This is just how things are kiddies.  If you’re a creative person working in any of the arts, you will get ripped-off.  We’re in a ‘Rodney Dangerfield profession,’ we just don’t get any respect.  Our ‘product’ isn’t valued and things with no perceived value get stolen without a second thought.  The thing is we expect a certain amount of theft from certain ‘end users.’  What we don’t expect are those (like Alamy) who are supposed to be our ‘partners’ who have the same ‘self interests’ as we do to rip us off, but they do.

But then ‘stock photography’ is a stupid business.  Really, is giving pictures for free to some company to license for whatever amount they feel like and then remit whatever amount back to the photographer they feel like (or if they feel like) very smart?  Uh, no!  So ya just gotta figure you’re gonna get hosed from time to time.  Alamy is bad, they’re stupid and unethical, but they’re not unique.  All stock photography sellers suck from the corporate giants like Getty and Corbis to the mid-levels like SuperStock, Masterfile and all the rest of the wankers.  Don’t even get me started on microstock (but then who gives a fuck if you don’t get paid forty percent of that dollar they sold your picture for!).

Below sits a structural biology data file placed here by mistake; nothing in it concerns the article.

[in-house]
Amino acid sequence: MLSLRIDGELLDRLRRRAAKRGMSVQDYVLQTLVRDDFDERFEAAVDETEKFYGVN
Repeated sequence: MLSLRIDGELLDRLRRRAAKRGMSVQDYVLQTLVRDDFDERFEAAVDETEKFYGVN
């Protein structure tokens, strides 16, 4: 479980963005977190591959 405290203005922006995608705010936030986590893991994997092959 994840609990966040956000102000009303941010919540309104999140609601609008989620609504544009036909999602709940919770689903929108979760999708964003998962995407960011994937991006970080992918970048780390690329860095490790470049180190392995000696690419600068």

I’m old enough to have earned my cynicism.  I just hope to be paid more frequently than ripped-off, so I end up with a positive balance sheet.  I know they’ll (or someone else) will do it again.  I’m just so tired of fighting just to be treated fairly, but I can’t fight every fight.  I’ve given up, it’s hopeless.  I know my place in the economic food-chain.  I lost thirty bucks on that one, the price of a dinner.  I can certainly skip dinner so someone at Alamy can keep a few extra unearned bucks.

Oh, they say it was a ‘mistake?’  THEN PAY THE ARTIST!

Yeah, good luck with that.

From the Den-of-Cynicism.
February 2012
All is normal.